Altered sympathetic nervous system activity has been implicated often in hypertension. We examined short-term potentiation [posttetanic potentiation (PTP)] and long-term potentiation (LTP) in the isolated superior cervical ganglia (SCG) from Sprague-Dawley (SD) rats given vehicle, digoxin, or ouabain by subcutaneous implants as well as in animals with ouabain-induced hypertension (OHR), and inbred Baltimore ouabain-resistant (BOR) and Baltimore ouabain-sensitive (BOS) strains of rats. Postganglionic compound action potentials (CAP) were used to determine PTP and LTP following a tetanic stimulus (20 Hz, 20 s). Baseline CAP magnitude was greater in ganglia from OHR than in vehicle-treated SD rats before tetanus, but the decay time constant of PTP was significantly decreased in OHR and in rats infused with digoxin that were normotensive. In hypertensive BOS and OHR, the time constants for the decay of both PTP and LTP (t L) were increased and correlated with blood pressure (slope = 0.15 min/mmHg, r = 0.52, P < 0.047 and 6.7 min/mmHg, r = 0.906, P < 0.0001, respectively). In BOS and OHR,t L (minutes) was 492 ± 40 (n = 7) and 539 ± 41 (n = 5), respectively, and differed (P < 0.05) from BOR (257 ± 48, n = 4), SD vehicle rats (240 ± 18, n = 4), and captopril-treated OHR (370 ± 52,n = 5). After the tetanus, the CAP at 90 min in BOS and OHR SCG declined less rapidly vs. SD vehicle rats or BOR. Captopril normalized blood pressure and t L in OHR. We conclude that the duration of ganglionic LTP and blood pressure are tightly linked in ouabain-dependent hypertension. Our results favor the possibility that enhanced duration of LTP in sympathetic neurons contributes to the increase in sympathetic nerve activity in ouabain-dependent hypertension and suggest that a captopril-sensitive step mediates the link of ouabain with LTP.
- sodium pump
- long-term potentiation
increased sympathetic nerve activity (SNA) has been implicated in the development and maintenance of several forms of human and experimental hypertension (2, 8, 13, 18, 24, 26, 34, 35, 38, 43). Previous studies have shown alterations in ganglionic function in hypertensive animals (26, 46). For example, postsynaptically, spike frequency adaptation is curtailed in the spontaneously hypertensive rats (SHR) model (46). Presynaptically, there is enhanced release of acetylcholine in SHR (27). Together, these changes in ganglionic function may contribute to the increased SNA. Of particular relevance to sustained activity of the sympathetic nerves is the phenomenon known as long-term synaptic potentiation (LTP). This form of activity-dependent synaptic plasticity is a presynaptic phenomenon in mammalian sympathetic ganglia. It appears to require an elevated calcium concentration in the presynaptic nerve terminal, and its induction and maintenance require activation of 5-hydroxytryptamine (5-HT3) receptors (1, 5).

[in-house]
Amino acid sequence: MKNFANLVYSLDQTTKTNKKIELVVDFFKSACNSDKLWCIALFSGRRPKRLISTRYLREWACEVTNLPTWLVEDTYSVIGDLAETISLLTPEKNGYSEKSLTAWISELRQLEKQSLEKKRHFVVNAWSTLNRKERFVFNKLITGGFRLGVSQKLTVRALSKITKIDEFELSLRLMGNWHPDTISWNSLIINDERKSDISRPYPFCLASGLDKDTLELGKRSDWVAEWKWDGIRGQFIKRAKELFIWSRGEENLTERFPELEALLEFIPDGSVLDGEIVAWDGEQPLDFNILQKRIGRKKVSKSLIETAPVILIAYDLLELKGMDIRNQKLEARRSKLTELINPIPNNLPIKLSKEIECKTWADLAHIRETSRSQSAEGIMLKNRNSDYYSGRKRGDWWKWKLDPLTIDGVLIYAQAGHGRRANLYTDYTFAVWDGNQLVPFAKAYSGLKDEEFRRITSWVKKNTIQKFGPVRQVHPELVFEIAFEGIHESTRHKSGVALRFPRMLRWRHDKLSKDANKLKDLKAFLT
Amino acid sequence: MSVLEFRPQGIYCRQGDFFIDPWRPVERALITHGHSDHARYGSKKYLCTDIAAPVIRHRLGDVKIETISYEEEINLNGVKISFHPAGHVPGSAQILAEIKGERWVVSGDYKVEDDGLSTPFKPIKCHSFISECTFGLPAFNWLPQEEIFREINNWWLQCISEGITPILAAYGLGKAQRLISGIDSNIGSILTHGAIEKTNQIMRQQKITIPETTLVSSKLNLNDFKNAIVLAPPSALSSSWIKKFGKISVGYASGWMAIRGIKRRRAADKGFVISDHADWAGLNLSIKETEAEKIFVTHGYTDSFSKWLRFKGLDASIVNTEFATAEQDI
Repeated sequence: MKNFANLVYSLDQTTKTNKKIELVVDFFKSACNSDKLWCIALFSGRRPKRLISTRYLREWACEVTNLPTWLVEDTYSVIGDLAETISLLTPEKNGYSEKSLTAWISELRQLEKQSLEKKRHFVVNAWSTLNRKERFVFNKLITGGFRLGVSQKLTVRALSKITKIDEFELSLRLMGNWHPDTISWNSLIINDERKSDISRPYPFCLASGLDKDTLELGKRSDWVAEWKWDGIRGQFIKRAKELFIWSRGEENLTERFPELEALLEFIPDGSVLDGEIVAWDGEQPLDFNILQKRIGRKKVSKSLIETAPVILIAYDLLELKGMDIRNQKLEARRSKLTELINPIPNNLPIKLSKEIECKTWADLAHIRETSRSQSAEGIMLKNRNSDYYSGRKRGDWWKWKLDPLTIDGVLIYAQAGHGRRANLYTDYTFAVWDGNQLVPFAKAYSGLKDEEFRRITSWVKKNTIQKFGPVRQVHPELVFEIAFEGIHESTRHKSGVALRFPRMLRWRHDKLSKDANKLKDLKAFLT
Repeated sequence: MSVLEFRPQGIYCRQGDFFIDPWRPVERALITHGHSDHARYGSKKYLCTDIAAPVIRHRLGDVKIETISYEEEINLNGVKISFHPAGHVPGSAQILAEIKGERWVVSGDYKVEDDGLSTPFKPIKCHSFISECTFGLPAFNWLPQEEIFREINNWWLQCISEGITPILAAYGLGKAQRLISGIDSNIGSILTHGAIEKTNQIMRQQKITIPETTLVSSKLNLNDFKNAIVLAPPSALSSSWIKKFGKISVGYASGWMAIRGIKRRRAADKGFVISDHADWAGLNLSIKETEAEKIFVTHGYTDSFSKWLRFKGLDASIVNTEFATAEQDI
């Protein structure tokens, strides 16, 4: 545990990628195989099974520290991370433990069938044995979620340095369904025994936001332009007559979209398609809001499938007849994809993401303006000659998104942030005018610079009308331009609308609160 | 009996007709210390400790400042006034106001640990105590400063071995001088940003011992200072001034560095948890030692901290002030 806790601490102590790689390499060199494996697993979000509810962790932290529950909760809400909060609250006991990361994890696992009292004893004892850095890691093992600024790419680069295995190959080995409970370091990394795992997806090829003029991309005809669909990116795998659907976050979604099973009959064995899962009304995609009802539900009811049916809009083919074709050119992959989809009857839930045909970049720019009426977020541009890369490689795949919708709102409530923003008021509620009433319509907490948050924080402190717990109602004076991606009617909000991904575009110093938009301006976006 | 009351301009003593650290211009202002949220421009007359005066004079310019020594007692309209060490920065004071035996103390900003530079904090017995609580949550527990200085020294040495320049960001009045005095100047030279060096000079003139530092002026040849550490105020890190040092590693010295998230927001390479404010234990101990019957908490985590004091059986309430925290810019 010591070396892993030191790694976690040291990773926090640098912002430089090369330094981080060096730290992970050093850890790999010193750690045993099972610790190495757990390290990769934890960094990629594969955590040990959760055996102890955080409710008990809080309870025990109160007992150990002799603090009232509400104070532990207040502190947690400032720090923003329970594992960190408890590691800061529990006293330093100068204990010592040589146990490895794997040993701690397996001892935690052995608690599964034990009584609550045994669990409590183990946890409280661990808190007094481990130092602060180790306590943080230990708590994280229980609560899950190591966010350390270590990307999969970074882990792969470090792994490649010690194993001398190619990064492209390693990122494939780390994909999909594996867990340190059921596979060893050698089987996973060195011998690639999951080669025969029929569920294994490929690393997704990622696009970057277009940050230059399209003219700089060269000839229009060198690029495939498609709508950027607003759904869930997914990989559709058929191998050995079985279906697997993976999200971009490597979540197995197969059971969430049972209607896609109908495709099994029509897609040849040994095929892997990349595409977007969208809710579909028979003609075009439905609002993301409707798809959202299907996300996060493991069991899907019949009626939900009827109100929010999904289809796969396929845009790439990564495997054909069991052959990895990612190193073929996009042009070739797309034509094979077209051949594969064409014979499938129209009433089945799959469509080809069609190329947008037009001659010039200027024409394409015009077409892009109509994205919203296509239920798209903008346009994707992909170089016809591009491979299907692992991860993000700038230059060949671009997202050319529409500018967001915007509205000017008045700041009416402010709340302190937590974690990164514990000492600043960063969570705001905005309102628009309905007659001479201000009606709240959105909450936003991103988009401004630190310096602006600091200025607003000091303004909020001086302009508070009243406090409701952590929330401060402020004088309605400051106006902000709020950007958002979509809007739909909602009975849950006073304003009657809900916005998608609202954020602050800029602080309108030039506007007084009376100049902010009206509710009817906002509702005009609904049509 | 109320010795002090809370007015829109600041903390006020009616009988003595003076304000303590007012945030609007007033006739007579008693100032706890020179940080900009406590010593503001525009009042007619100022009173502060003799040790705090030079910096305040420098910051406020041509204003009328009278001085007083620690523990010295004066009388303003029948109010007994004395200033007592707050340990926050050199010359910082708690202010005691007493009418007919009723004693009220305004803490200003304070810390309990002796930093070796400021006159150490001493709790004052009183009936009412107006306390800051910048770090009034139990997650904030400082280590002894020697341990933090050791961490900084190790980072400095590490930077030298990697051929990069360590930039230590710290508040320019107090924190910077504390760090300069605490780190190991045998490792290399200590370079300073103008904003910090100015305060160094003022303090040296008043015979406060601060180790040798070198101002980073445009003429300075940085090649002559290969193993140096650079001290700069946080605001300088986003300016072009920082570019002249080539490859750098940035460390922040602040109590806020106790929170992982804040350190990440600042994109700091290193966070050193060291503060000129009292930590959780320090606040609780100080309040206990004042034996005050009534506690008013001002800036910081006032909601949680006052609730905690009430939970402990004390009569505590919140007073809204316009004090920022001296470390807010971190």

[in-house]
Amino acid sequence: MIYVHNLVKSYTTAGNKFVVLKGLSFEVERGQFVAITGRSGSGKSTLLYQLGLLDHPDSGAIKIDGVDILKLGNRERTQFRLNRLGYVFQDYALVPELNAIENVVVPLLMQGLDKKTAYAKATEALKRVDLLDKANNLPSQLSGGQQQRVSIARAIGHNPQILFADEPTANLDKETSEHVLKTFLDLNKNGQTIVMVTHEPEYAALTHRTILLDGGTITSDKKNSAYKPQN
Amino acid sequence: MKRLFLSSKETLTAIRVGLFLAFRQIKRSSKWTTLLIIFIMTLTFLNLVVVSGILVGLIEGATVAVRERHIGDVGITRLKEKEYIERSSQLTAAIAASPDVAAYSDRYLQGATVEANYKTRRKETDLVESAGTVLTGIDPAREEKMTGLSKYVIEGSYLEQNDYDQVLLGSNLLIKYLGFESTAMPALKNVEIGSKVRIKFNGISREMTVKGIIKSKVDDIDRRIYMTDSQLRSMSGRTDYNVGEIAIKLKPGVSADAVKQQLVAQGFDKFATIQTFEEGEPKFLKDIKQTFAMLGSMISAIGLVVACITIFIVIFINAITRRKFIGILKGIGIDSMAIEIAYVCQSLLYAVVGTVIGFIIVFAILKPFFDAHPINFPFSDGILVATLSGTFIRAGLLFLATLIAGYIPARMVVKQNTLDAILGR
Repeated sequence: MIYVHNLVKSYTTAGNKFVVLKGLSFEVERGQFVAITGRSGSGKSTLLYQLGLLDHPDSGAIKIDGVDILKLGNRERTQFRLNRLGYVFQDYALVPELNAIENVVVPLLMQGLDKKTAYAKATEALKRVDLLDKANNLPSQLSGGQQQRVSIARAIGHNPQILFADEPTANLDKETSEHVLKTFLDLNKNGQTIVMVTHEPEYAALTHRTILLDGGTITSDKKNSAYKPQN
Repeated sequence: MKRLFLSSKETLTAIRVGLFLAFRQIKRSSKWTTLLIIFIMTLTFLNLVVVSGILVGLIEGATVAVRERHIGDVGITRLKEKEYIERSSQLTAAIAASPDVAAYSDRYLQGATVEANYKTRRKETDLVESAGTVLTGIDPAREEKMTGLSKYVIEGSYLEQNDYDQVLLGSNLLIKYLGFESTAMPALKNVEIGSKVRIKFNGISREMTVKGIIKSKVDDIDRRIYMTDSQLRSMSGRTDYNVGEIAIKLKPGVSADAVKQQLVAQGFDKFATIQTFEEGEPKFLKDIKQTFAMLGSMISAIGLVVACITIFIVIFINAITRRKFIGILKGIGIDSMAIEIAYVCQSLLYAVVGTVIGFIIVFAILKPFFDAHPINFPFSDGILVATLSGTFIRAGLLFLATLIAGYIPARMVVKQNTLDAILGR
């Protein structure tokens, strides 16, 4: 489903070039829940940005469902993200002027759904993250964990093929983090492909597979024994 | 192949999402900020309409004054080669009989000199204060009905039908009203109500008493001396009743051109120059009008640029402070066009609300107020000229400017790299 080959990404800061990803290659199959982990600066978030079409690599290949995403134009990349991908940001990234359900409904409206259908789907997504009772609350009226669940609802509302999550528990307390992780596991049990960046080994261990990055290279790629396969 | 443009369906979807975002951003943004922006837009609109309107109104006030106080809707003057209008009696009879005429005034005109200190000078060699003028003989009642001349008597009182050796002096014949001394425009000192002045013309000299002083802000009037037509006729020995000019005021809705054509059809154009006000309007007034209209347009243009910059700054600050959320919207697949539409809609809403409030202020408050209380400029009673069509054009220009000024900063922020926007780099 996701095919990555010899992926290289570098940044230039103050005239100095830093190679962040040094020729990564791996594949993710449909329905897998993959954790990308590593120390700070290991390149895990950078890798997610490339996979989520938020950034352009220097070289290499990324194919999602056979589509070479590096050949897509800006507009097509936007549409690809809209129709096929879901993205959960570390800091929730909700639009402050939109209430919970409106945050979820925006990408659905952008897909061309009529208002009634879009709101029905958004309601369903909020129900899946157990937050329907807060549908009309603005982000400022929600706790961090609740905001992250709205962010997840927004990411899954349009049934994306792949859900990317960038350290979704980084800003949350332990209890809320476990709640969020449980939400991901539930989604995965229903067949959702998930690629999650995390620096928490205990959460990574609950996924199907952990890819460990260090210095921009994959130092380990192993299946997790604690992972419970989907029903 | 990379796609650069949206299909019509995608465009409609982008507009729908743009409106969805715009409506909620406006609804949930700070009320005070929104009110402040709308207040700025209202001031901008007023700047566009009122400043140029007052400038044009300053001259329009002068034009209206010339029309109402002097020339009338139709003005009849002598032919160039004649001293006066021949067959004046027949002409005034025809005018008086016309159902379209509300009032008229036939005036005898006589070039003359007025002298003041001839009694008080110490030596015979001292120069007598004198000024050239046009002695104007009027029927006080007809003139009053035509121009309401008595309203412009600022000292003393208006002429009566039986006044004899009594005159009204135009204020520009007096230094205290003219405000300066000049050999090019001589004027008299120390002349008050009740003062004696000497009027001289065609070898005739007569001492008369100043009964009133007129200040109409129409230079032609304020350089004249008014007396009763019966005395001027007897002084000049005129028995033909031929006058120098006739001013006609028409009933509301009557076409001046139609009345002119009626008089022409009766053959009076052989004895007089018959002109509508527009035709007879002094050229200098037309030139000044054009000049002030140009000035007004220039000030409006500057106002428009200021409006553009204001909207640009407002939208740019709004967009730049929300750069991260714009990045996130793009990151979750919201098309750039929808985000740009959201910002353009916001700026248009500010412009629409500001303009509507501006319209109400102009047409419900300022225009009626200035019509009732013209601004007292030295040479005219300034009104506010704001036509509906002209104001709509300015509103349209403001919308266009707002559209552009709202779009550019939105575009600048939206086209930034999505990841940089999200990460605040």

Recently, ouabain or a closely related isomer has been found in the circulation and tissues of humans, rats, and cattle (14, 15, 23,42). The circulating level of this “endogenous ouabain” (EO) appears to depend on adrenocortical function (4, 25) and is elevated in a large portion of patients with essential hypertension (32, 41). Moreover, the prolonged administration of ouabain in normal rats increases the circulating and hypothalamic levels of ouabain (31). The highly polar ouabain molecule probably enters the hypothalamic region via the fenestrated epithelia adjacent to the circumventricular organs (20) and, by enhancing SNA, evokes sustained elevations of blood pressure (16-18, 30, 47).
One possibility is that the mechanism of the heightened sympathoexcitation in ouabain-dependent hypertension could reflect altered membrane electrical activity and/or transmitter release from preganglionic neurons (8, 21). Increased preganglionic activity would be expected to recruit larger numbers of postganglionic autonomic neurons to excitation (10, 26). In addition, the recruitment mechanism itself can be enhanced by alterations in membrane properties that may augment the firing of postganglionic neurons (21, 46).
In the present investigation, we examined the synaptic efficacy of autonomic ganglionic transmission in the superior cervical ganglia (SCG) in an acquired model of ouabain-dependent hypertension. In addition, we took advantage of two new strains of rats that were developed in Baltimore from a colony of outbred Sprague-Dawley (SD) rats. The strains were isolated initially based on their heightened susceptibility [Baltimore ouabain-sensitive (BOS)] or resistance [Baltimore ouabain-resistant (BOR)] to the hypertensinogenic effect of 5-wk infusions of ouabain. With continued selection and inbreeding after the F3 generation, the heightened sensitivity of the BOS strain led to the appearance of spontaneous hypertension appearing before 7 wk of age. At that stage, the blood pressure in BOS rats was not augmented by infusion of exogenous ouabain. In contrast, the counter strain of rats (BOR) was invariably normotensive, and there was no increase in blood pressure during the ouabain infusion.